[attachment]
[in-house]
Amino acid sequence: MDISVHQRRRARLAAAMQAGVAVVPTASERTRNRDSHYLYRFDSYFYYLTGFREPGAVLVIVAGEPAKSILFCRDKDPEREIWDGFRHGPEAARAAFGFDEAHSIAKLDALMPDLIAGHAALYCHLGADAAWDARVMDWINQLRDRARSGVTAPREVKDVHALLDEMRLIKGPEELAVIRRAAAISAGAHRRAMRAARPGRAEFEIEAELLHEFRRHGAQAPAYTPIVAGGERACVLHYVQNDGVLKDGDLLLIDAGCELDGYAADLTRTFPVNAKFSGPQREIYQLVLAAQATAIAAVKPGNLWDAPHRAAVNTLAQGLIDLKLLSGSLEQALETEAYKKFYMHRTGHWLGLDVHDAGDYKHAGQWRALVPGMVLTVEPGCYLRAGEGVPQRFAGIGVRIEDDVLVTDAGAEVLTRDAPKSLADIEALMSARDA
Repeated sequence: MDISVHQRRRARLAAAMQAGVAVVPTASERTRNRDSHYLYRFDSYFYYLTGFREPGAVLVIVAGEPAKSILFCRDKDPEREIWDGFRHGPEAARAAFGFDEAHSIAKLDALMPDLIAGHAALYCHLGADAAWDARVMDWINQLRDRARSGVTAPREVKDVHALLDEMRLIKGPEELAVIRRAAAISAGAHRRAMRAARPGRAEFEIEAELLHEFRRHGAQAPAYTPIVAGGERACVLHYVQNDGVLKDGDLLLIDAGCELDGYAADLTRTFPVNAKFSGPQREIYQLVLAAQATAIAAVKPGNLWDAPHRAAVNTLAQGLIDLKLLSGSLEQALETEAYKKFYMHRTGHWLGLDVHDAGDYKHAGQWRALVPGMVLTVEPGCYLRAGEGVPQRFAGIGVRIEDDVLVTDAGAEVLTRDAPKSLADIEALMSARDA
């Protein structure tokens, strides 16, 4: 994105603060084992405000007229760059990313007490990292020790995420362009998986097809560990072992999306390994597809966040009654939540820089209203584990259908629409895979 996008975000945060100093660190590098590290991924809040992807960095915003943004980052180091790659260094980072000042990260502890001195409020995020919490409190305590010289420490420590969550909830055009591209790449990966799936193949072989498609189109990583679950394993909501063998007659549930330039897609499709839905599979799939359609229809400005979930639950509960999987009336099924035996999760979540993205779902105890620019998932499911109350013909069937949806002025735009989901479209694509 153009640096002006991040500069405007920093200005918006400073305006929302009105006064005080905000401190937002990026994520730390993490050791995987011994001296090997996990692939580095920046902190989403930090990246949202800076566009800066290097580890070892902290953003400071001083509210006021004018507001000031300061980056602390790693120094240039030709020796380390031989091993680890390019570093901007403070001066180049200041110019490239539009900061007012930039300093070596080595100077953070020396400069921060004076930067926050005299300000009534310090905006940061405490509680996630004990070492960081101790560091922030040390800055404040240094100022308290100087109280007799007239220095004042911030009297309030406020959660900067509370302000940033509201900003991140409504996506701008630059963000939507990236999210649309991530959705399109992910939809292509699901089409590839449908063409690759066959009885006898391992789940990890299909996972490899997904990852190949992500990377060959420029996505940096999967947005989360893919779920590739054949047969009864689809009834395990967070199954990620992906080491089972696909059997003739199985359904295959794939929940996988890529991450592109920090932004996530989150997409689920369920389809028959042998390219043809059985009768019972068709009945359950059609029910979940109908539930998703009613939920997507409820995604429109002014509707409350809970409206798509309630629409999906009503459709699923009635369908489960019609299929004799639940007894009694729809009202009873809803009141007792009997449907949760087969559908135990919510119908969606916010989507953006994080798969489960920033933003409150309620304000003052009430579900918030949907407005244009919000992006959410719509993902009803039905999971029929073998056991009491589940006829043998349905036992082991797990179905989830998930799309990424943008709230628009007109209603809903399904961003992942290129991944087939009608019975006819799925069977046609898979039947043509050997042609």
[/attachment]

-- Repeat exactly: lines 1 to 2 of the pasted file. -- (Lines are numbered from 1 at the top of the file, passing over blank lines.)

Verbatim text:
[in-house]
Amino acid sequence: MDISVHQRRRARLAAAMQAGVAVVPTASERTRNRDSHYLYRFDSYFYYLTGFREPGAVLVIVAGEPAKSILFCRDKDPEREIWDGFRHGPEAARAAFGFDEAHSIAKLDALMPDLIAGHAALYCHLGADAAWDARVMDWINQLRDRARSGVTAPREVKDVHALLDEMRLIKGPEELAVIRRAAAISAGAHRRAMRAARPGRAEFEIEAELLHEFRRHGAQAPAYTPIVAGGERACVLHYVQNDGVLKDGDLLLIDAGCELDGYAADLTRTFPVNAKFSGPQREIYQLVLAAQATAIAAVKPGNLWDAPHRAAVNTLAQGLIDLKLLSGSLEQALETEAYKKFYMHRTGHWLGLDVHDAGDYKHAGQWRALVPGMVLTVEPGCYLRAGEGVPQRFAGIGVRIEDDVLVTDAGAEVLTRDAPKSLADIEALMSARDA